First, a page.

With Sentaro gone, Kaoru sticks to studying, not returning to the shop basement to play. He has a falling out with Ritsuko before graduation, and after apologizing, he leaves town for college in Tokyo. Eight years later, Kaoru bumps into a pregnant Yurika, who has a photo of a young priest that resembles Sentaro. Kaoru travels to the remote island village, finds drums in the church, and starts to play “Moanin'” on the pipe organ. Sentaro comes in and jams with Kaoru as the orphans he’s caring for listen with glee. Ritsuko, having recieved news Sentaro may be there, arrives at the island.
We expected a bittersweet conclusion to this often moody, sometimes elated, always musical series, and we got one. Never able to shake the memory of Sentaro, Kaoru elects to cut his ties and leave town, leaving Ritsuko behind. While we understand the guy’s gotta look after his education and future, we thought the two had something special, and it was a shame to see their relationship simply die not long after it started…not that we’re saying a long-distance relationship would have worked, either.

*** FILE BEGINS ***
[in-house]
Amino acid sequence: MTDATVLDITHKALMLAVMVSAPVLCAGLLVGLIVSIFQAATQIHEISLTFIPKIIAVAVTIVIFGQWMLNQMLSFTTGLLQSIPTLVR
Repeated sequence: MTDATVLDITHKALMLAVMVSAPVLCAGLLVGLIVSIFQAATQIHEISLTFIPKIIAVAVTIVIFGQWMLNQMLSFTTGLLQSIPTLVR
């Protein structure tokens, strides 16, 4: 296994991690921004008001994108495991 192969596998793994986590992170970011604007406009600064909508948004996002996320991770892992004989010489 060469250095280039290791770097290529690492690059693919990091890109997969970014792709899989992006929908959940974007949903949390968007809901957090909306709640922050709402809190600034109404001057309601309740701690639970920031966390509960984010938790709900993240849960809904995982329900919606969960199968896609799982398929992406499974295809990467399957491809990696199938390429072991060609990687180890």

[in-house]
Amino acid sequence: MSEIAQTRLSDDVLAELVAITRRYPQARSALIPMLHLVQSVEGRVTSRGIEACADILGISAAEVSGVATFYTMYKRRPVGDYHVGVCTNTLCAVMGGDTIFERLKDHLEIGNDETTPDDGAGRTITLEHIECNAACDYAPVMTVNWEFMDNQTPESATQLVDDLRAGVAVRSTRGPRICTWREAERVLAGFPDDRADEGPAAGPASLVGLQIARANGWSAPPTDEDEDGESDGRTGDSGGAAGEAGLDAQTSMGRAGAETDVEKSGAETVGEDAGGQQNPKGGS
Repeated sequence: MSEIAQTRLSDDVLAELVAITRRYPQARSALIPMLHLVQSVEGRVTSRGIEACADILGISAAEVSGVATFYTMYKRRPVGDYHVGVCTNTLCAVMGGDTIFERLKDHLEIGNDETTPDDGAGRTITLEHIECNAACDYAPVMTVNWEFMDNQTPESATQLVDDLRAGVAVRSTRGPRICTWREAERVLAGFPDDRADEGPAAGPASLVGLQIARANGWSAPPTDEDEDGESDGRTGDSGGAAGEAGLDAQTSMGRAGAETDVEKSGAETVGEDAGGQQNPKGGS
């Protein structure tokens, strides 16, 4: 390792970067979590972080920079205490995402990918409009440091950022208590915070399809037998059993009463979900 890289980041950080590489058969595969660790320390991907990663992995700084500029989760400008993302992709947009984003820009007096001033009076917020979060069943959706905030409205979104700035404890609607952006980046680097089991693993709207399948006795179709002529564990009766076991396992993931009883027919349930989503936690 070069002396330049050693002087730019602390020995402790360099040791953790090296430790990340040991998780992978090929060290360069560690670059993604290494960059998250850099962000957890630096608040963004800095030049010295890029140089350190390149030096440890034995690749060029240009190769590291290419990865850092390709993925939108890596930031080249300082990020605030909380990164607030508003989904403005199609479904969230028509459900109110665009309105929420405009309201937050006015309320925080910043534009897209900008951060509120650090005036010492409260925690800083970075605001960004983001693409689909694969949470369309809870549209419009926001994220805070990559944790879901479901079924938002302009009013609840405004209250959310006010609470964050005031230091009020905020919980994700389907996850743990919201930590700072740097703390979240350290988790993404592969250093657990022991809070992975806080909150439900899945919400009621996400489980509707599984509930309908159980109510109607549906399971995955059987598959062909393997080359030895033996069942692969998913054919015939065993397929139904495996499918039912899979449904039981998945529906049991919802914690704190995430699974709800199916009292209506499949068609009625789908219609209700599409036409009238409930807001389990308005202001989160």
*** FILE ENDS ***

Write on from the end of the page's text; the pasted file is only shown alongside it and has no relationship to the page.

Anyway, the series takes huge leap forward in time, not one or two but eight years. We’re not quite sure why it had to be such a long time, other than the fact they wanted Kaoru to have become a rookie doctor in residence. You’re telling us he never went back to his former home once? Never wrote to or laid eyes of Ritsuko again? Harsh. The kids are no longer kids, but there is a slope, with a church atop it, where Kaoru goes on a hunch that turns out to be right, and we get one last triumphant jam session from the two (amplified by the church’s unique acoustics), and in the end, the three friends are reunited. We stop lamenting what could have been and start thinking about what could be – like the rekindling of friendships. Which is as good a note as any to end on.